With Black History Month underway, Addison Trail is holding a number of events to celebrate the monumental role African Americans have played in American history.
Activities this year include t-shirt sales, several virtual events put together by Willowbrook’s Black Organization of Student Success (BOSS), which will discuss topics such as business, investing, generational wealth, and representation, and most importantly, increased acknowledgment of African American contributions to each field and discipline in students’ classes each day. The theme of the month is “Lift Every Voice.”
Also new this year, Addison Trail and Willowbrook are partnering up to make the celebration better than ever before. Game and movie nights are being hosted to bring people together from both schools.
Dr. Portia Ransom, the sponsor of Addison Trail’s Black Student Union (BSU), reflected on the importance of the partnership and unity.
“Black History Month means community-building to me. It’s an opportunity for people to lower their defenses, open their minds to new ideas, and consider other people’s experiences and perspectives,” Dr. Ransom said.
BSU co-president Quiana Birmingham was also enthusiastic about coming together with Willowbrook to teach others about Black history. She mentioned how important she feels it is that students and teachers alike take this opportunity to learn more.
“It is so important for AT to learn about black history because black history is everyone’s history. It affects all of us in so many different ways, ways that most of us don’t even understand,” Birmingham said.
“Black History is American History” is a theme that BSU finds extremely important. They are also encouraging progressive thinking and a unification through knowledge.
While knowledge and education are both extremely significant and play key roles in Black History month, for many of AT’s students and staff, the meaning is even deeper.
Birmingham explained the deeper meaning that Black History month holds to her.
“For me, black history month is a celebration of black people and what we have accomplished. I feel that a lot of people think about black history month and associate it with us being freed from slavery but in reality it’s a celebration of who we are and everything we have gone through,” she said.
There is certainly a lot that has been accomplished. Many African American leaders have guided the way to a better country for so many of us all.
Dr. Ransom talked about one of her favorite black historical figures, Zora Neale Hurston, and the contribution and impact she had on the world around her.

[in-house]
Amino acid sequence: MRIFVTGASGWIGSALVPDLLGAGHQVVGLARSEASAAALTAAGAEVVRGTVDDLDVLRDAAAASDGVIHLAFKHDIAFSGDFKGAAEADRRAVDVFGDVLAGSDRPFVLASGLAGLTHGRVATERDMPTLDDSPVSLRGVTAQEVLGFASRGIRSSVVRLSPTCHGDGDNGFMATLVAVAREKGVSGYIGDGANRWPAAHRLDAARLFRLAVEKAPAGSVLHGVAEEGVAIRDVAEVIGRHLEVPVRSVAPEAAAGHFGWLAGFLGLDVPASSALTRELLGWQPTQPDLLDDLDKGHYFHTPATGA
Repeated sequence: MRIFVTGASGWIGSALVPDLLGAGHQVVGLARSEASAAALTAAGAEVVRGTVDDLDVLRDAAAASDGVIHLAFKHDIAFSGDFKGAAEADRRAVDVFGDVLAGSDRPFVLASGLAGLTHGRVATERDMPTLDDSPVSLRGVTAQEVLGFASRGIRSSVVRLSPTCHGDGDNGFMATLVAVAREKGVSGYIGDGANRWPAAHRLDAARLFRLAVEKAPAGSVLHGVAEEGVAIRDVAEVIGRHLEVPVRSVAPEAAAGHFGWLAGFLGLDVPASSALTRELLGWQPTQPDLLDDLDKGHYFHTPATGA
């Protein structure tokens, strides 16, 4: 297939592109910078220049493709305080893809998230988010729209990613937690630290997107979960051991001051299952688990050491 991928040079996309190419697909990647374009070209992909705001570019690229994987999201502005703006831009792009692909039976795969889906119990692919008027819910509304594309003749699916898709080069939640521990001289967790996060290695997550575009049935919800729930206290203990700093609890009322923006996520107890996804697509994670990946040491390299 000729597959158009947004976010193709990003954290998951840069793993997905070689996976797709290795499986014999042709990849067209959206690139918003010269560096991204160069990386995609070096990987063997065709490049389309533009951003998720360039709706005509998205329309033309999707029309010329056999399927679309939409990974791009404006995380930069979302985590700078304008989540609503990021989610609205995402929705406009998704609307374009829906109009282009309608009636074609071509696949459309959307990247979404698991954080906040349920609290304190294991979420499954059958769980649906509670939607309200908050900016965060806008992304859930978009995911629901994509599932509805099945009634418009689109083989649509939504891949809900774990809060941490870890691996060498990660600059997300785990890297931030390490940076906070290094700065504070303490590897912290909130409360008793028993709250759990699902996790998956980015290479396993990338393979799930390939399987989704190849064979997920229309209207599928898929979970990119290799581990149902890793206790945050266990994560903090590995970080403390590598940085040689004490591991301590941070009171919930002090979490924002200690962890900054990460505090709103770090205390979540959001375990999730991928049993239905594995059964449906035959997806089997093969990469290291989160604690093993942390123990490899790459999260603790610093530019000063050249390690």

“Zora Neale Hurston is definitely one of my favorites,” said Dr. Ransom. “The subject of my dissertation for my Ph.D. was the Harlem Renaissance, and Hurston was a key figure in this movement. As a folklorist, anthropologist, and storyteller, is one of earliest feminists of our time. She created female characters who were strong, proud, independent, intelligent, and brave. Hurston once said, ‘I have the nerve to walk my own way, however hard, in my search for reality, rather than climb upon the rattling wagon of wishful illusions.’ And, she gave those who came after her permission to do that same.”
Birmingham had a different message about who her favorite historical figure is.
“I do not have just one historical figure that is my favorite. I believe that every black person on this earth is a historical figure. It is not easy being a black person in today’s society, no matter how light or dark. There are so many people who have made history that we don’t even know or hear about,” Birmingham said.
Ultimately, Ransom and Birmingham both stressed that the history that is made every day by African Americans deserves to be recognized not only this February, but also all year round. Growing as a person and coming from a palace of respect is the best way.
“Have open, candid, and authentic conversations with Black people and refrain from avoiding opportunities to address race and racism. These are opportunities to stretch yourself and grow,” said Ransom.
In a country of division and trails, perhaps the best way to unify and understand one another is to focus on love.
“The best way to celebrate Black history year-round is to simply show respect towards everyone. You don’t have to know everything about black history or every time we have had victory. Just understand where we come from and respect us,” said Birmingham. “All there is to do is to love each other.”